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Q144. "When changes are made to the Constitution, is anything added to the original document to show that something has been changed or is now being omitted?"
A. The short answer is: No.
The Constitution is best read from start to finish. The Amendments supersede anything to the contrary that came before the amendment. So, for example, when slavery was abolished with the 13th Amendment, all provisions of the Constitution that dealt with slavery became moot. But why would this be? And why is there no official "abridged" version created after an amendment?
It should be noted that this site, and others, do annotate the text of the Constitution. But these annotations are not "official," they are simply supplied as a guide to the reader. The reason is that this is way some of the Framers of the Constitution wanted it.
The first amendments to the Constitution were proposed by James Madison, one of the Framers, just 18 months after the Constitution was written and just barely a year after it was ratified. Madison's idea was that new provisions should be added into the text and old provisions that were stricken or modified should be deleted or changed in the text itself. Roger Sherman, another Framer, didn't like the idea. Sherman was opposed to a bill of rights, but said if there was to be one, they should be added at the end. As a signer of the Constitution, he did not want his signature on something he didn't agree to. We have done it this way ever since.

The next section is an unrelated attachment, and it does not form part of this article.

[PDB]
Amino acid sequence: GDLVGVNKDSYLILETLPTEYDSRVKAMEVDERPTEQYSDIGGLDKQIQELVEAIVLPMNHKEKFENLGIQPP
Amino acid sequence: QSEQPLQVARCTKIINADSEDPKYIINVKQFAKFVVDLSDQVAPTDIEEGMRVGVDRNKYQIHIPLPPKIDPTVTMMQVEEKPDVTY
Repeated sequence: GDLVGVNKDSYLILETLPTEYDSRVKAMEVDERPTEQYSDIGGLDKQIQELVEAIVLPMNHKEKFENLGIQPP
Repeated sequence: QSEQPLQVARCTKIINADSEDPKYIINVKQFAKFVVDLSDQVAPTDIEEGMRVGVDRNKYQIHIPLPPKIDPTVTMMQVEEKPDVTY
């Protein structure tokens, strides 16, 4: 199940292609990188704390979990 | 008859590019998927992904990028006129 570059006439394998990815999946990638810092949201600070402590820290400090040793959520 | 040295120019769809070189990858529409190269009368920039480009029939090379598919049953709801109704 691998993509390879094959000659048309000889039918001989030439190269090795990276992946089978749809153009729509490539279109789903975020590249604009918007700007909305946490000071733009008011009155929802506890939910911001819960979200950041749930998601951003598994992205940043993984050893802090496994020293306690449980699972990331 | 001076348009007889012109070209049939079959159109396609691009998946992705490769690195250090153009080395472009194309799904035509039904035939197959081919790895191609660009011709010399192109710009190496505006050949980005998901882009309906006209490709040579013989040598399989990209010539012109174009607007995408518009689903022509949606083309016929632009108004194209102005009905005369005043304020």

Not all constitutions are done this way. The Vermont Constitution, for example, has two temporary sections: Section 75 authorizes the Supreme Court to insert all amendments into the Constitution itself, adding, changing, and deleting text as necessary. Section 76 authorizes the Supreme Court to alter the text to be gender-neutral.